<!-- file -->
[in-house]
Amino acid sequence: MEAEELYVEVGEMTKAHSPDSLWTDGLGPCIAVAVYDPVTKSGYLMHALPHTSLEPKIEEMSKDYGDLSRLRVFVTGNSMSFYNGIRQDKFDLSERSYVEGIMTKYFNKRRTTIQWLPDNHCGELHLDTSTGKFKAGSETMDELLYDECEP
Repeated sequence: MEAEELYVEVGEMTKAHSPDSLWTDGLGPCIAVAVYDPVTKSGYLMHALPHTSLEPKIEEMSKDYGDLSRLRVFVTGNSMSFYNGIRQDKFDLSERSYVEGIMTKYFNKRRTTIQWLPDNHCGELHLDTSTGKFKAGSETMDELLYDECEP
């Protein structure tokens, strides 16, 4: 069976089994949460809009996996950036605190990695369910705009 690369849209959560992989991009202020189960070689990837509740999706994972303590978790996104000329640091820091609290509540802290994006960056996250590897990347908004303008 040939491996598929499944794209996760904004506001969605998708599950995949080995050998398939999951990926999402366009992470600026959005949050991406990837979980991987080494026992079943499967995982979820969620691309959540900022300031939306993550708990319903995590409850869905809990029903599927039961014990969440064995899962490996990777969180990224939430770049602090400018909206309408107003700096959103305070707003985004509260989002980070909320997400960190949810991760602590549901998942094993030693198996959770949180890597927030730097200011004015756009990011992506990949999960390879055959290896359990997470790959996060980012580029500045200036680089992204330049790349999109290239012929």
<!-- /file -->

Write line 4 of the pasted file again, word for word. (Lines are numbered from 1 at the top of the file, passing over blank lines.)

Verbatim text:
């Protein structure tokens, strides 16, 4: 069976089994949460809009996996950036605190990695369910705009 690369849209959560992989991009202020189960070689990837509740999706994972303590978790996104000329640091820091609290509540802290994006960056996250590897990347908004303008 040939491996598929499944794209996760904004506001969605998708599950995949080995050998398939999951990926999402366009992470600026959005949050991406990837979980991987080494026992079943499967995982979820969620691309959540900022300031939306993550708990319903995590409850869905809990029903599927039961014990969440064995899962490996990777969180990224939430770049602090400018909206309408107003700096959103305070707003985004509260989002980070909320997400960190949810991760602590549901998942094993030693198996959770949180890597927030730097200011004015756009990011992506990949999960390879055959290896359990997470790959996060980012580029500045200036680089992204330049790349999109290239012929």